Monitoring and Combating Air Pollution in Paris
By Antha Williams, Head of Environmental Programs at Bloomberg Philanthropies
As urban populations around the world continue to grow, the impacts of air pollution on our health are becoming more and more clear. Cities are now home to the majority of the planet’s residents and responsible for 70% of carbon emissions, and the World Health Organization (WHO) estimates that 91% of city residents around the world breathe air that exceeds the safety limits for pollution.
At Bloomberg Philanthropies, we refuse to accept that the unhealthy levels of air pollution are unavoidable and irreversible. And we believe in a shared responsibility to ensure a sustainable climate and breathable air for future generations. At Bloomberg, this means tackling this urgent problem through data-driven methods and real-time, proven solutions.
In June, we unveiled an exciting partnership between Bloomberg Philanthropies and the City of Paris to improve air quality and better understand pollution patterns throughout the city. UN Special Envoy for Climate Action and WHO Global Ambassador for Noncommunicable Diseases (NCDs) Michael Bloomberg joined Paris Mayor Anne Hidalgo to announce this cutting-edge approach to monitoring and cataloging air quality data beginning with those it affects most: our children.
Improving Air Quality for Kids
According to a study by France’s national health agency, air pollution is responsible for 48,000 deaths a year in France alone. To reduce particulate matters and save lives, our pilot program will deploy revolutionary sensory technology to better protect the health of communities living in Paris. That’s why we’re launching the program in schools – to monitor and protect children, one of the most at-risk populations.
Bloomberg Philanthropies and Mayor Hidalgo’s initiative will install 150 air pollution monitors on schools in Paris. The monitors will collect granular air quality information, allowing us to work with a never-before-accessible level of detail. The information will then be analyzed and incorporated into existing air pollution data to help identify and reduce sources of pollution.
We owe the next generation a future where walking to school is not a threat to a child’s health and a future with asthma or health problems is all but assumed. With a better understanding of how and where air pollution is affecting the city of Paris, we can create targeted solutions to combat particulate matters from the sources. These new insights will inform decision-makers of more effective policies that can improve public health, and make residents and cities stronger.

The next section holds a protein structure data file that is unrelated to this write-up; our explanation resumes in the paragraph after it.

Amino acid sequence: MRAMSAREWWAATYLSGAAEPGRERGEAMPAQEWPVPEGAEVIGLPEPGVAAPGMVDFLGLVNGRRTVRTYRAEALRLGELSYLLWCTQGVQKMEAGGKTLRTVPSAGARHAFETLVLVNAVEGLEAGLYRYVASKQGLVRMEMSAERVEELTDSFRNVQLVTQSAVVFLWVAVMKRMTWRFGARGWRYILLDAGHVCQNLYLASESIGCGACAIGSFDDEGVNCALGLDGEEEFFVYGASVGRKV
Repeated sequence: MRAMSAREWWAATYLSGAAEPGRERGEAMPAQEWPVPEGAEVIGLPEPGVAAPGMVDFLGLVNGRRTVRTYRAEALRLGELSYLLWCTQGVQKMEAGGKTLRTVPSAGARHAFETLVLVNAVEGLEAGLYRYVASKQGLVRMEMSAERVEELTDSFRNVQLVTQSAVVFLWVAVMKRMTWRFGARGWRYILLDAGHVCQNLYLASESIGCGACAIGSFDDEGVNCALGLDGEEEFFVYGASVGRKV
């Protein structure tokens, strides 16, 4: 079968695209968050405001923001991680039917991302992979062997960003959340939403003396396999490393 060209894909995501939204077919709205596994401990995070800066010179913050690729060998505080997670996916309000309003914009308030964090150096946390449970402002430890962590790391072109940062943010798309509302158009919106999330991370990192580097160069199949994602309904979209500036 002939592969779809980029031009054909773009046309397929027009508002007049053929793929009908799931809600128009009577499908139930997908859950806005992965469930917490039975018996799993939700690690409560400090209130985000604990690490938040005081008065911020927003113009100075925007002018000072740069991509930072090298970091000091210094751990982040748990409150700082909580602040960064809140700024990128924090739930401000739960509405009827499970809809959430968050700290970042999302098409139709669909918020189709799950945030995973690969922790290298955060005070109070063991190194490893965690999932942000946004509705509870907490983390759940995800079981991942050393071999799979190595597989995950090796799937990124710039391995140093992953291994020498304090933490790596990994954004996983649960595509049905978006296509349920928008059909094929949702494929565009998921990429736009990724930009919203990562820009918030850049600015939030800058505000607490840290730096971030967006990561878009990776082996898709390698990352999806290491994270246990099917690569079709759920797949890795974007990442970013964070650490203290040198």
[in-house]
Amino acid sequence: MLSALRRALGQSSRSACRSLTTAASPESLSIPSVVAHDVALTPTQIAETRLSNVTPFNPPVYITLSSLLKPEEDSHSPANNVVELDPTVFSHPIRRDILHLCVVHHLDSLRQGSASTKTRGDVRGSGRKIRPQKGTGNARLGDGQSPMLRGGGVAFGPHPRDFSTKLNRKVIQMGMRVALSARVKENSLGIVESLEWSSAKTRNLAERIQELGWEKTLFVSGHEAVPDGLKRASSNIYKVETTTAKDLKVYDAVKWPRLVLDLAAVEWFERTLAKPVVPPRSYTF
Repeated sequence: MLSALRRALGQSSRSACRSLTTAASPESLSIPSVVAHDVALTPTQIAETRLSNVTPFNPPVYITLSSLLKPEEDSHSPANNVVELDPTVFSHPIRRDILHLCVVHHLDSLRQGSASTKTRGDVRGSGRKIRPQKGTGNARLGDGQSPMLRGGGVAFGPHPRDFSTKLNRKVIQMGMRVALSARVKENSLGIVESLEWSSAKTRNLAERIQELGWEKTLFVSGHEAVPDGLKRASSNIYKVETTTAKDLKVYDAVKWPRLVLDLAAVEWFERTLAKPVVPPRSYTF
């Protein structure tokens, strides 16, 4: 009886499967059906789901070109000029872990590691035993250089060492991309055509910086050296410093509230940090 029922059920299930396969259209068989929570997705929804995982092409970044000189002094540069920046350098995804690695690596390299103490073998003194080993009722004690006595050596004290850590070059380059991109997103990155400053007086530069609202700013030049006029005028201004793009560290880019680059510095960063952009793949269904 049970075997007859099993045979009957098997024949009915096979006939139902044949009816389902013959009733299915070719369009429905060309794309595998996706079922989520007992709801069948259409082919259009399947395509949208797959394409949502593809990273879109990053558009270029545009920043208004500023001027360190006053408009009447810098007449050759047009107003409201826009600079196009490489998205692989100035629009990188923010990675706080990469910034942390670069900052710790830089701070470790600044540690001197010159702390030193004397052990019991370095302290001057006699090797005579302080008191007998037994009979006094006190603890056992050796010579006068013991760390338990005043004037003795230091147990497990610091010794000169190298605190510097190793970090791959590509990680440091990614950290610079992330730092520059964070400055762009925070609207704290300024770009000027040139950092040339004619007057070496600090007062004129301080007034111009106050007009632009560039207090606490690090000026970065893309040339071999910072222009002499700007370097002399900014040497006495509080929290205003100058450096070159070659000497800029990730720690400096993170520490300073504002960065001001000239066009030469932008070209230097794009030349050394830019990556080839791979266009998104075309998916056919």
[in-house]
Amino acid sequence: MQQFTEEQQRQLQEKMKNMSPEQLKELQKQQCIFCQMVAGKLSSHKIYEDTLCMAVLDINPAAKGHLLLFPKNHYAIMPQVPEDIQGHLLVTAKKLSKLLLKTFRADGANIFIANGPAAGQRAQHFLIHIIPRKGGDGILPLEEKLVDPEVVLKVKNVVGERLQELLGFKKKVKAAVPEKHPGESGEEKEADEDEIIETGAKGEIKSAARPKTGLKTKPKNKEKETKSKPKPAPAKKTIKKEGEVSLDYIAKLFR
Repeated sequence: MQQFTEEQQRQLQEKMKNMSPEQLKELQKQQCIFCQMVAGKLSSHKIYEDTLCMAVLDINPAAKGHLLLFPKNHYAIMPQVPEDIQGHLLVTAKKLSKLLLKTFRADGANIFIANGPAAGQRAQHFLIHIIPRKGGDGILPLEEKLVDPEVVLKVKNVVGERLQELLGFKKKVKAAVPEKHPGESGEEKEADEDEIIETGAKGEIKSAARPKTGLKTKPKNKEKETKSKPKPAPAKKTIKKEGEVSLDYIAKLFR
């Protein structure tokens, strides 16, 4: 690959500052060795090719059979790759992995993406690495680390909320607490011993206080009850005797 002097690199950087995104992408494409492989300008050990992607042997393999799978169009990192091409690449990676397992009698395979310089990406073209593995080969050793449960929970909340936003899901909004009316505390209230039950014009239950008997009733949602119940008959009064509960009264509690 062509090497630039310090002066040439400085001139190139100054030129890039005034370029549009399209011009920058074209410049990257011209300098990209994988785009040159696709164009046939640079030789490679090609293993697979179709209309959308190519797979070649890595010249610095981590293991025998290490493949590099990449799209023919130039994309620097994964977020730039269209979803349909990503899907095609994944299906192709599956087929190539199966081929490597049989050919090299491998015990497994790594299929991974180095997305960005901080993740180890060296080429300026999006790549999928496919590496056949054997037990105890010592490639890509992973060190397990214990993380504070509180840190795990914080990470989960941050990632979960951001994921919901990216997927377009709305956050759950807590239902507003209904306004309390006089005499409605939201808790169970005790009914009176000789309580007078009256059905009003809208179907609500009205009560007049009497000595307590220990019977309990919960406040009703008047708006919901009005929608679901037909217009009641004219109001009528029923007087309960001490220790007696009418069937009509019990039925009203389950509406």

A Unified Approach
The monitors installed in Paris schools will be supplied by Clarity, a California-based technology company specialized in new generation of air pollution sensor. Airparif, a nonprofit organization accredited by the French Ministry of Environment to monitor air quality in Paris and the capital city region, will validate, analyze and publish data collected from the pilot project. Additionally, King’s College London will provide technical assistance and identify synergies between their ongoing work in London, Paris, and beyond.
Together, we’re working to unify best-in-class air pollution research, technology, and data-driven policy design to reduce air pollution in cities like Paris and around the world.
Our mission at Bloomberg Philanthropies is to ensure better, longer lives for the greatest number of people. This pilot project is just one of the many ways in which we’re executing that vision, made possible because of the support from and collaboration with Mayor Anne Hidalgo and her office, Airparif, King’s College London, and Clarity. This air quality pilot program is not only a testament to how data-driven and innovative technologies are critical in the fight against air pollution, but also to how an international coalition dedicated to solutions can affect meaningful change in taking on the air pollution crisis.
We’re looking forward to the results from these monitors and sharing the findings and solutions with other cities and communities. Keep checking our Global Coal and Air Pollution page for more information on how you can get involved and join us to reduce air pollution.
We’re all in this together – let’s get to work.